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RYL: Your album “Forget I Brought It Up” has just been released, how do you feel about it? How was the reaction of your fans?

GREY GORDON (http://greygordon.bandcamp.com): It’s still early, but so far, the reaction has been overwhelmingly positive. I was pretty apprehensive leading up to its release, just because it’s so different from everything I’ve released thus far.

Listening to the record, there are a million things I would do differently if I had an eternity to critique and correct it, but I think that’s the nature of being a musician. I’m never as happy as I could be with the things I produce, but ultimately, I’m really proud of this record and I’m happy to have the opportunity to share it with the world.

RYL: Which is your favorite song (from the album) to play live?

GREY GORDON: I’d have to say “On The Subject of Serotonin.” The vocal melody is fun and challenging, and the chords are some of my favorite on the record. 

RYL: Is there a “link” among all the lyrics of the album?

GREY GORDON: Yes and no. There wasn’t an intended theme when I began writing the songs for the record, but one sort of emerged. To put it simply, I think there’s a recurring theme of futility and helplessness that presents itself.

A lot of the lyrics confront the notion of one’s words falling on deaf ears, and the frustration that comes from that feeling.

RYL: How do you, usually, write your lyrics?

GREY GORDON: It’s a weird and varied process. I don’t necessarily have a single method I employ consistently. Sometimes I write music first and the lyrics come, sometimes I do both as I go. It really just depends. I’m always writing from a place of personal experience, though. Every song I write is representational of some aspect of myself.

RYL: Who produced the album?

GREY GORDON: It was produced by Benjamin Barnett and engineered by Pierre Ferguson. It was something of a dream come true when Ben offered to produce the record, because I grew up listening to his music.

He’s a singer/songwriter under the name Kind of Like Spitting, and has been producing incredible records since the 90s.

The dude is a legend in his own right, but we just so happened to become homies over the last few years, so I got the amazing privilege of having him produce my record. He and Pierre were an amazing team, and they could not have done a better job.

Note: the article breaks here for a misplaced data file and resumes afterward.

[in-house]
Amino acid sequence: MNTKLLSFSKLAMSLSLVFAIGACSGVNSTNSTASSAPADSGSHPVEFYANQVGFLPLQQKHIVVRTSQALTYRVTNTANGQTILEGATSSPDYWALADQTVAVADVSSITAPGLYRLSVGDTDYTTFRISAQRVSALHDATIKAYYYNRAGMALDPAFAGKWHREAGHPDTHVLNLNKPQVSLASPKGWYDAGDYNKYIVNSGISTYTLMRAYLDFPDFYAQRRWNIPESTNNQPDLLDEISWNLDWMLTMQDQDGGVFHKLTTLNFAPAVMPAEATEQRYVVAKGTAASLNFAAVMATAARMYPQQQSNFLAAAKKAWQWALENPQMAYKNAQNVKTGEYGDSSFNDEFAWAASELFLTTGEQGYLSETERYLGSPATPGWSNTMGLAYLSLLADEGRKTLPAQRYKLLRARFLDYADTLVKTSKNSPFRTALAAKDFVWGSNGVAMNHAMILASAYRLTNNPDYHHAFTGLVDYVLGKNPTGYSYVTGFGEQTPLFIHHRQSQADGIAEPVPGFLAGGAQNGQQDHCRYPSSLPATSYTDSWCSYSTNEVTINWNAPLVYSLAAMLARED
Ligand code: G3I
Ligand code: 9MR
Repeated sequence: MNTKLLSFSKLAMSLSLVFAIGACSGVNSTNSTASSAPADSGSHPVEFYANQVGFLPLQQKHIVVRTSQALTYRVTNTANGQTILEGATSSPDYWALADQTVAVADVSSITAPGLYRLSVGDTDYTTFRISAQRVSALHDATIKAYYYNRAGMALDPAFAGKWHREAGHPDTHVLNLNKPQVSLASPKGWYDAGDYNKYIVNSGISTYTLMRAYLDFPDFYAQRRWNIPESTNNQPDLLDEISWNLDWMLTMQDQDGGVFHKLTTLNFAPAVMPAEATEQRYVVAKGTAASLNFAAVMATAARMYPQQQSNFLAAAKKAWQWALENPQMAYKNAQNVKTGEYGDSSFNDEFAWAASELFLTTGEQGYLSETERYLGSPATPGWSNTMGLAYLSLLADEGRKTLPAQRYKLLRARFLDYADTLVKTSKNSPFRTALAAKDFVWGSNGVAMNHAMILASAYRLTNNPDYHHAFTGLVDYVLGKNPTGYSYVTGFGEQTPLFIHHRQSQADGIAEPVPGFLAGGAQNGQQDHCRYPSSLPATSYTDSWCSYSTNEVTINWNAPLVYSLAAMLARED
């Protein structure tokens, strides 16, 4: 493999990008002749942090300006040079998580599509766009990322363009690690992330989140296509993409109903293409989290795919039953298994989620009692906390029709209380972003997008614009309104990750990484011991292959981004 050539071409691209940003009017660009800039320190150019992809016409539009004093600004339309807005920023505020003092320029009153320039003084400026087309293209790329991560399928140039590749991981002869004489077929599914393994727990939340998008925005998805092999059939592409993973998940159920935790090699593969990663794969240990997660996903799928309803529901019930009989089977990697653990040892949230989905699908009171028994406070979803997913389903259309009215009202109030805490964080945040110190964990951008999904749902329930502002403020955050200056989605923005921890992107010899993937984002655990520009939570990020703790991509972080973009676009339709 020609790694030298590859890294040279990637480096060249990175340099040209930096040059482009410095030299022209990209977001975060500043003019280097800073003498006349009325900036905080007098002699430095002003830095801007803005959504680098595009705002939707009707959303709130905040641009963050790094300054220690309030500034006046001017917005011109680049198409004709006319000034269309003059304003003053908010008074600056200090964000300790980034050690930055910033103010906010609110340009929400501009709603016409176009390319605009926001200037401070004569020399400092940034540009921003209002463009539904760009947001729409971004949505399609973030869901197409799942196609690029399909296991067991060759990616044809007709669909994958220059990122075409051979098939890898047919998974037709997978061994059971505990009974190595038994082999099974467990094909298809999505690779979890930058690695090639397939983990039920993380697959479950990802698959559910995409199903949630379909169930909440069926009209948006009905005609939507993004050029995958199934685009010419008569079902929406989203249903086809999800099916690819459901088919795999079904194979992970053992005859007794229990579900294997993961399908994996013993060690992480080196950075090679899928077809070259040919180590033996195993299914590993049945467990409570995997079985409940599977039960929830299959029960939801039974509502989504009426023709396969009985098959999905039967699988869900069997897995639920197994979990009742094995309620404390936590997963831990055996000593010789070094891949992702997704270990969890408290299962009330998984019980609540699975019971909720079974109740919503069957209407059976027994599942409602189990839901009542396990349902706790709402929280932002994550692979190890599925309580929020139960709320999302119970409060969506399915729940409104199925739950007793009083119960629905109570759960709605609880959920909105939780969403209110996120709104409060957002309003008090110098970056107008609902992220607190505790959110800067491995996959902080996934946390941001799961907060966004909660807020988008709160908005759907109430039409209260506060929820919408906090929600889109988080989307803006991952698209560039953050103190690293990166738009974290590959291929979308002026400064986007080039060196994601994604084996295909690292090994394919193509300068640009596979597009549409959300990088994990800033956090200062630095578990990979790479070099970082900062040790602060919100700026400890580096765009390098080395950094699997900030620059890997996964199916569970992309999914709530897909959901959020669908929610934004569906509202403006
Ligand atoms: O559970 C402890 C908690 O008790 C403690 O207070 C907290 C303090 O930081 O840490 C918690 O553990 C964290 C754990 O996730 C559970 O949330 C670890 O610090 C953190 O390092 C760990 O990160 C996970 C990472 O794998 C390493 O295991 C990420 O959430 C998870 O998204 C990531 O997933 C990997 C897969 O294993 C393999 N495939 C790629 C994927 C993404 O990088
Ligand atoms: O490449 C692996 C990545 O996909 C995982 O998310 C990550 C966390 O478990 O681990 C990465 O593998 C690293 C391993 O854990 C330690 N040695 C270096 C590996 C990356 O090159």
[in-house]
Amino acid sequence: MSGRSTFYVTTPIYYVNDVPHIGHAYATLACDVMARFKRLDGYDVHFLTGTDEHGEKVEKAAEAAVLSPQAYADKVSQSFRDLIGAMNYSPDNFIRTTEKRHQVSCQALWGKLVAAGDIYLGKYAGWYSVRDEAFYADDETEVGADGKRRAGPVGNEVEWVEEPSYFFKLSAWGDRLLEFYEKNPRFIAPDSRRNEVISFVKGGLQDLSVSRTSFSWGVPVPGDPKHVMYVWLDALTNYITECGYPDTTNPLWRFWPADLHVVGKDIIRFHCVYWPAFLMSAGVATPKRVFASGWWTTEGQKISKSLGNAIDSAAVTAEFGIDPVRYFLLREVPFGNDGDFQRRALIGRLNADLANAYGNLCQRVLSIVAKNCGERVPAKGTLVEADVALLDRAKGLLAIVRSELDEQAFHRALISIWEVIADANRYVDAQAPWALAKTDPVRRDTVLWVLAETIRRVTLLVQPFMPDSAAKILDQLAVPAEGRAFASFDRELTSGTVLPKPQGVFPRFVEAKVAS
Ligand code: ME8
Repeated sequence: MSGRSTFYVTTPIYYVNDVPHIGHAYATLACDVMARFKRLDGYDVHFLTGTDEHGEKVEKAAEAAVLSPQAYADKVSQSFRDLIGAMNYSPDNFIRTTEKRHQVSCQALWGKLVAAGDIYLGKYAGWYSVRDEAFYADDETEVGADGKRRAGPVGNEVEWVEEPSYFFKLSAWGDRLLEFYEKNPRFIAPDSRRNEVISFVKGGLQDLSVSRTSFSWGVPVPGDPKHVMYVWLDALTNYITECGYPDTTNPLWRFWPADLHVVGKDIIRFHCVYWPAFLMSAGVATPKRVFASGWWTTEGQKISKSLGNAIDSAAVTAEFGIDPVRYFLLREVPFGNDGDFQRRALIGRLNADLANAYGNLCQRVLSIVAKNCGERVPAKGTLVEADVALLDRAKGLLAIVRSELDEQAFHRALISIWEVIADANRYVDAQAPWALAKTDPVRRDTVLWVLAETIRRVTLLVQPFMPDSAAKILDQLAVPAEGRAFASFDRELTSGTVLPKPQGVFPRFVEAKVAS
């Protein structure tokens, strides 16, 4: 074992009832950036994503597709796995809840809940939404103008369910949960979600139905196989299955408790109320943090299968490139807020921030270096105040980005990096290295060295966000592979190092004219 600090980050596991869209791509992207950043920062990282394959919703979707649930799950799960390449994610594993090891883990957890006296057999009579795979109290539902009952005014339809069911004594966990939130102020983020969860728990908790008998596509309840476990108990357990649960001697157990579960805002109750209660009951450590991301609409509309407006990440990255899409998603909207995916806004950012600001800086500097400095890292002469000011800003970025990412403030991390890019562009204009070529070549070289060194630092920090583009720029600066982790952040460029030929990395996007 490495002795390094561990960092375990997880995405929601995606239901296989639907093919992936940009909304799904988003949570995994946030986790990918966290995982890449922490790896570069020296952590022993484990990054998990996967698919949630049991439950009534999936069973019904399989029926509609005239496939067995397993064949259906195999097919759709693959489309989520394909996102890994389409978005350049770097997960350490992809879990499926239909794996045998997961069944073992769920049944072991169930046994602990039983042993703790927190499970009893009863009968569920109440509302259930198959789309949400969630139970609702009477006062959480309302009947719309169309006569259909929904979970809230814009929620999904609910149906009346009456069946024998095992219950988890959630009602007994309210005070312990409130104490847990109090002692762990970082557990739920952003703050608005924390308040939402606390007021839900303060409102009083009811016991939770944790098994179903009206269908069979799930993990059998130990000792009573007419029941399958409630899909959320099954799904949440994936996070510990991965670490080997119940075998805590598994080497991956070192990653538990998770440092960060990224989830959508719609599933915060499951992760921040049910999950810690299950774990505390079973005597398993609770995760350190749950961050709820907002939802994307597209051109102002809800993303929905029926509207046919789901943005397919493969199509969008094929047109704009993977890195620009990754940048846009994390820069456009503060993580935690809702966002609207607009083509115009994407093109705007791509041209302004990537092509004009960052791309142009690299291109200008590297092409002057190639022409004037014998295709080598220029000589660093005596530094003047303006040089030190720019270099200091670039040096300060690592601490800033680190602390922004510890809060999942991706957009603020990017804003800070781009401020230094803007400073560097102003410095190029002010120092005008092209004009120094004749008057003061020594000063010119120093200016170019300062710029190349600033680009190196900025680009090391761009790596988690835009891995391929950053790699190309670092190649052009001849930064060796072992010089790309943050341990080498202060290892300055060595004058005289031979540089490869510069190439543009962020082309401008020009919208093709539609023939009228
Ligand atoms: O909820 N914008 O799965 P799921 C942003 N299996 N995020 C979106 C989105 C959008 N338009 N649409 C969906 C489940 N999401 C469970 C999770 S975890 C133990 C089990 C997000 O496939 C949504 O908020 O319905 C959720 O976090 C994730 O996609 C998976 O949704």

RYL: Tell us everything about the song “Anyway”

GREY GORDON: Well, I personally have never written a song called “Anyway,” but I’d be happy to tell you about the Martina McBride song of the same name. The track dropped in 2006, and is an absolutely beautiful, chart topping pop/country ballad. It appears on her hit record, “Waking Up Laughing.”

The song is great, because its dramatic and understated lead in transitions into a classic pop crescendo, sure to leave any listener floored. Martina really showcases her range on this one. I get emotional just thinking about it. 

RYL: Do you remember the day you wrote “Revelation Summer”?

GREY GORDON: To be honest with you, I don’t even remember what I ate for lunch yesterday. 

 RYL : we don’t remember as well 🙂

RYL: Are you currently on tour?

GREY GORDON: I’m heading out on tour September 12, and won’t be back until November 27. I’ll be out with Fossil Youth for 45 days, and then out for another 25 or so on another tour I haven’t announced yet. Very stoked.

RYL: Which is the best verse ever written in a song?

GREY GORDON: That’s a tough one. I don’t think I can say with any authority or certainty that a single verse is the best, but I’ll tell you one of my favorites.

The opening verse to “Represent” by Nas is one of the illest opening verses of any track.

“Straight up shit is real and any day could be your last in the jungle. Get murdered on the humble, guns’ll blast, niggas tumble.” Knocks you over the head immediately. So dope. 

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